I am a commercial goat producer in Franklin County, and also raise chickens, cows, pigs, and sheep on my family's farm. I am the fifth generation of my family to raise livestock on this land. In addition to my farming ventures, I also do quite a bit of public speaking to promote agriculture and serve on the boards of the Franklin County Farm Bureau, the Ohio Sheep Improvement Association, the American Goat Federation, and the Eastern Cashmere Association. I previously managed an on-farm slaughterhouse, which processed sheep & goats that were marketed to the ethnic community of Columbus.

Having worked closely with the Ohio Department of Agriculture during my five years at the slaughterhouse, I am keenly aware of the challenges & demands of food processing. Likewise, my experience of marketing sheep & goats, with the general public and with various niche markets, indicated to me that the public values certain standards in food production. I see two primary values to the creation of the Ohio Livestock Care Standards Board: the opportunity for Ohio to assert itself as a leader in animal care and the ability of consumers to know Ohio farm products are exceptional.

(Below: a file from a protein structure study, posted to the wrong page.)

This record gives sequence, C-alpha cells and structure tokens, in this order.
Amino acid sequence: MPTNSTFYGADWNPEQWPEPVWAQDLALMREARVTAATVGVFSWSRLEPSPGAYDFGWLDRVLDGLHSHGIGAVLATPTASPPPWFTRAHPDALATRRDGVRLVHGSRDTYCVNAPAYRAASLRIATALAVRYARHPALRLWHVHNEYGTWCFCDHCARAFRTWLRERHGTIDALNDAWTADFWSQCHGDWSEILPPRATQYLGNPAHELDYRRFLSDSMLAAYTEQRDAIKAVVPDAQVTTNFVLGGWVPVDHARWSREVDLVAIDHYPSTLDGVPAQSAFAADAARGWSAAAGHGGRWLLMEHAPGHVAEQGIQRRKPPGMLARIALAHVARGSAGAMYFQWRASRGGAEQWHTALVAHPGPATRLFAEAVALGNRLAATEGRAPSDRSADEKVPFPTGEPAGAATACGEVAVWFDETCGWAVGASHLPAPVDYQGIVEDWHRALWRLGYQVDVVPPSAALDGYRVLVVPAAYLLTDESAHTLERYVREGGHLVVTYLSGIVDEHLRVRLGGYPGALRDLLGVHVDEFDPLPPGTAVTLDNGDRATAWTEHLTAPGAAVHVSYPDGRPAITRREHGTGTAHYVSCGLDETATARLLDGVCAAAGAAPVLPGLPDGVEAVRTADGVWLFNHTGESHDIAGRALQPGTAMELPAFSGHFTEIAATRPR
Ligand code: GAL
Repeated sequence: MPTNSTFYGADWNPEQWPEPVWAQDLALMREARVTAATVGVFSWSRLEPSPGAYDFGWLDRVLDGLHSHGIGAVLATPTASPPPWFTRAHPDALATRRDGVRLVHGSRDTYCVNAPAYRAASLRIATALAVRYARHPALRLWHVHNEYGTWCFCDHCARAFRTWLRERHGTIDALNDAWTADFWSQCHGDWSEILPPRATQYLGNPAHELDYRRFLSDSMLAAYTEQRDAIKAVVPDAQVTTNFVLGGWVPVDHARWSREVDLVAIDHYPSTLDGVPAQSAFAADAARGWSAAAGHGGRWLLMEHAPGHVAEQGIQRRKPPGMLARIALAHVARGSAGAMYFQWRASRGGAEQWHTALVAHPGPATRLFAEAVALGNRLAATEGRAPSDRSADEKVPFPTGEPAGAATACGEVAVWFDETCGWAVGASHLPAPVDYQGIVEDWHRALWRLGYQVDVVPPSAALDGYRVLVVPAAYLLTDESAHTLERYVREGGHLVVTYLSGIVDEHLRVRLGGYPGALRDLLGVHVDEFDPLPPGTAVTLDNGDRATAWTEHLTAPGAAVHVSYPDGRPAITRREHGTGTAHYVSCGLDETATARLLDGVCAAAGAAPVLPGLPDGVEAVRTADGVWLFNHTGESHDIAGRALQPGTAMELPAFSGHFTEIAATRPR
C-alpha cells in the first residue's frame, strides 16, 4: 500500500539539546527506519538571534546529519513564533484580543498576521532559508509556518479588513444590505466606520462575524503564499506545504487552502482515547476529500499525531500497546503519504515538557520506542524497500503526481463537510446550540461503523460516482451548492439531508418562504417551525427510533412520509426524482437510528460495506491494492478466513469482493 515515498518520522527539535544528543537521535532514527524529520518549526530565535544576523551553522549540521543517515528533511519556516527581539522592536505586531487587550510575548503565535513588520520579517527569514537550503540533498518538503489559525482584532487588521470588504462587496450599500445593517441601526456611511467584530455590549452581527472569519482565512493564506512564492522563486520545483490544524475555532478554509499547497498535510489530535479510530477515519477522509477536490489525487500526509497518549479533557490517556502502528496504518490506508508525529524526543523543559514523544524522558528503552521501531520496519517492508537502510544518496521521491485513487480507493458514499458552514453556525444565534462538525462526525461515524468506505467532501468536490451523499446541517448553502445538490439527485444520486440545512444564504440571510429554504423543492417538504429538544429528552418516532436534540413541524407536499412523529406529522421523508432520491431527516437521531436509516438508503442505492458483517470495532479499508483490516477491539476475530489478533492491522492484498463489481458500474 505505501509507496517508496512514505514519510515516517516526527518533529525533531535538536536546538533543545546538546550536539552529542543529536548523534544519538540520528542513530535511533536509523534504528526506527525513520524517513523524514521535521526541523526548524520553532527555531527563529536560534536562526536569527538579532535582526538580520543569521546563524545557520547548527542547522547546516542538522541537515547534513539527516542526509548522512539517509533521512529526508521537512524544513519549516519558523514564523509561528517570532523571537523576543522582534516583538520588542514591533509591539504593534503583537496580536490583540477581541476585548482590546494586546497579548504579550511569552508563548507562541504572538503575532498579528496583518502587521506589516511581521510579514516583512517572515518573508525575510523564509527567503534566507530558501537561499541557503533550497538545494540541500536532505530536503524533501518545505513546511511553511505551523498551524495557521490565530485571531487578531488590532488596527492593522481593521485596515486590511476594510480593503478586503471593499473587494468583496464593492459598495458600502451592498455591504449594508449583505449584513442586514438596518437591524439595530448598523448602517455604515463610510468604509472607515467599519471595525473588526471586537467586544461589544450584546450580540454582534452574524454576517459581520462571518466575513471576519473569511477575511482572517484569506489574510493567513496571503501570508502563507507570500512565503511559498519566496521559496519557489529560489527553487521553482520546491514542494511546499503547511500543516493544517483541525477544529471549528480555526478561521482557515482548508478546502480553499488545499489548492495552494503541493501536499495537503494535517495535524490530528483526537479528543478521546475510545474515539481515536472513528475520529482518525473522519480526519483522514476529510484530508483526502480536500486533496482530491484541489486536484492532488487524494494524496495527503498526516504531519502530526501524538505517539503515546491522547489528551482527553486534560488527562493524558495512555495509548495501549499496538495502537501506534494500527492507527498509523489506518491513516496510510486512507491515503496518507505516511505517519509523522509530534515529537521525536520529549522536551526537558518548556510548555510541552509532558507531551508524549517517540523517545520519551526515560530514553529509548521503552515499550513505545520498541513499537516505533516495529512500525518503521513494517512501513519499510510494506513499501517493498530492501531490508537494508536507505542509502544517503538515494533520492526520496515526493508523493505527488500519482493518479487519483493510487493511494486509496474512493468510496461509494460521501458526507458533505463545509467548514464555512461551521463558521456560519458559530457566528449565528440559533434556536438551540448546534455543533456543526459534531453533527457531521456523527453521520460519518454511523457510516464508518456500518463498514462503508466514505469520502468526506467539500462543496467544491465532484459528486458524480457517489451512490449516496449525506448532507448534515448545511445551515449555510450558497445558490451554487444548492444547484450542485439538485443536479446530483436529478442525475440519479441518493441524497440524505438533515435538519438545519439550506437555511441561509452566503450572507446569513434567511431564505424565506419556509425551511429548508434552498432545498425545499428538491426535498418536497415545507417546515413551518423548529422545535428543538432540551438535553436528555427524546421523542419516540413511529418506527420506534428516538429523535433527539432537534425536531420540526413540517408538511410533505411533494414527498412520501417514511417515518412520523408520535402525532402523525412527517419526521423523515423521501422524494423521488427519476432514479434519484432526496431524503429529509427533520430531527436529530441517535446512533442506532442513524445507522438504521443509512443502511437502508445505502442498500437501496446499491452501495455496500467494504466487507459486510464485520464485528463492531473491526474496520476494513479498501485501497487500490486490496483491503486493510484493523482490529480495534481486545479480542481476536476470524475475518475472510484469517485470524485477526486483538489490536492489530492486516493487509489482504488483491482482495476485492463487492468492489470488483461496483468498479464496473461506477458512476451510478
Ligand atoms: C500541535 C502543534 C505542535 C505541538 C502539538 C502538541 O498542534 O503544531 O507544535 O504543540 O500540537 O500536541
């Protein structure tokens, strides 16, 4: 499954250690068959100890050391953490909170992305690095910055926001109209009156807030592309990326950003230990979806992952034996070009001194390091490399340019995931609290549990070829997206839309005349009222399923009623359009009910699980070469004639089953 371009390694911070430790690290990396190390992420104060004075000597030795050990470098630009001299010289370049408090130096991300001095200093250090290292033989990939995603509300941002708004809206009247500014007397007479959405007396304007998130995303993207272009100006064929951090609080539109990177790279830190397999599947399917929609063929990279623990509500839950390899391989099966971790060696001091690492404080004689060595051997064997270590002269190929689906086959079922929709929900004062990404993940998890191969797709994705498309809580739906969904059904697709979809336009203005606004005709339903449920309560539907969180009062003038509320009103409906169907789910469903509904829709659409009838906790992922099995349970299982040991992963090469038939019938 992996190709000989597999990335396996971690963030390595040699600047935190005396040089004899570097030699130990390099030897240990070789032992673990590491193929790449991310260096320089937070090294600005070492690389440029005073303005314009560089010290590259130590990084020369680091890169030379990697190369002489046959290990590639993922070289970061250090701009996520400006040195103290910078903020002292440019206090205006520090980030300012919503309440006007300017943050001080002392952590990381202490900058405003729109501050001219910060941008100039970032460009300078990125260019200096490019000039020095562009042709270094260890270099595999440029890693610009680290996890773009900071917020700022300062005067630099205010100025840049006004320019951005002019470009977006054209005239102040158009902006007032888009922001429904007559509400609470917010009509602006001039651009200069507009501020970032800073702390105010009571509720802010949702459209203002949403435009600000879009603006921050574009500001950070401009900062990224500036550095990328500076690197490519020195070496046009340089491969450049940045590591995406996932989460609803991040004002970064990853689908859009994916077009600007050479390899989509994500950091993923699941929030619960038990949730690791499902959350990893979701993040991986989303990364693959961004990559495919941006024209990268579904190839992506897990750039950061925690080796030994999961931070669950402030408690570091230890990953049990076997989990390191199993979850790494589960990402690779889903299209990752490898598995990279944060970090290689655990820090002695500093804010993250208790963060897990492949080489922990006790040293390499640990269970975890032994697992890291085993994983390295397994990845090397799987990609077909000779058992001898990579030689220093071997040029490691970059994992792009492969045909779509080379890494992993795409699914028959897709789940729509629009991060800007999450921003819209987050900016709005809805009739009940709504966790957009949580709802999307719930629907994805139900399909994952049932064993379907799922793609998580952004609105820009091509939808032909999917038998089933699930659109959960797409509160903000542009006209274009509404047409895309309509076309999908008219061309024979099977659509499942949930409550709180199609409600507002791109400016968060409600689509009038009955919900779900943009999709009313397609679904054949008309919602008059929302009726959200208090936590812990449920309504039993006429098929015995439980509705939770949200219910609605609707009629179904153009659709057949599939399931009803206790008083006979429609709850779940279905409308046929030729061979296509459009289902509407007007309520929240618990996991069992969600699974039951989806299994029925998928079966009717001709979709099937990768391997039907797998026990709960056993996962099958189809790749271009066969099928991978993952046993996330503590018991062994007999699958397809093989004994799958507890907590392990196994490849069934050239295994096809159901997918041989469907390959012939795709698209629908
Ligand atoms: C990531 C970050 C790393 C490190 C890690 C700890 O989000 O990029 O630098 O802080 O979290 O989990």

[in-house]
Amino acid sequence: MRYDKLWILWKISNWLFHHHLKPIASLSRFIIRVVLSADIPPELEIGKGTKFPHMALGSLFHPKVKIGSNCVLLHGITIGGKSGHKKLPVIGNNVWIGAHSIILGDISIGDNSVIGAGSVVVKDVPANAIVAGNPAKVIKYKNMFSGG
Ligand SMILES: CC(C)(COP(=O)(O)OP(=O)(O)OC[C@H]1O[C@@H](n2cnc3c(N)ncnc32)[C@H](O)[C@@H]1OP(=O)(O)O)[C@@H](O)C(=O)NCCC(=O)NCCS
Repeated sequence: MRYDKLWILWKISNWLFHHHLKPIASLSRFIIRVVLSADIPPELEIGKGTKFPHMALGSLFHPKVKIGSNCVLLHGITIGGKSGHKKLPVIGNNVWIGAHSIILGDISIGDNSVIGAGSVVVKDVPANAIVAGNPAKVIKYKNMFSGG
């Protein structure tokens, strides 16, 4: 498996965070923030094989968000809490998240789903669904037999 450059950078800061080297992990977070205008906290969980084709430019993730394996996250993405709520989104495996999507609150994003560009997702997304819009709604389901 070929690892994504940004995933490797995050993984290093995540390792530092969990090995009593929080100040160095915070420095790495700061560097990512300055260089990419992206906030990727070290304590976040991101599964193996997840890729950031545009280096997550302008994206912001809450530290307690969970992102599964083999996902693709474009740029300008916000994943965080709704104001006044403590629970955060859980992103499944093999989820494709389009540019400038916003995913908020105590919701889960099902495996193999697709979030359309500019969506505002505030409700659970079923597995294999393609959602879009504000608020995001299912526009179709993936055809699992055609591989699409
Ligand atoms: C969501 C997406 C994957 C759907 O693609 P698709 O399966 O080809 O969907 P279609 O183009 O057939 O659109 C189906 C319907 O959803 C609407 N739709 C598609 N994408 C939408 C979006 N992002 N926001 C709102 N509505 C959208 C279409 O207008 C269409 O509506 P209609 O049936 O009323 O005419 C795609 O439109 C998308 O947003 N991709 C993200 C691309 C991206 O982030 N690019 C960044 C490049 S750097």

Farmers who raise livestock work incredibly hard to ensure the care of those animals. Agriculture requires long hours of labor, sometimes in difficult conditions, for minimal profit. Farmers who raise livestock do it because they are passionate about their chosen field. They are sincerely concerned about the well-being of the creatures in their care. Thus, farmers are disgusted when any case of animal abuse arises within the farm community. Cases of animal abuse are detrimental to the public's regard of the farm community, and such abuse is not tolerated by members of that community. Beyond the innate concern that farmers have for their animals, they also recognize that a mistreated animal is not productive. This makes animal abuse counter-productive to the ability of the farmer to succeed in his business. Farmers in Ohio want to be regarded as leaders in animal care. The OLCSB provides an opportunity for standards to be developed by which farmers can assert that their animals are raised in superior conditions.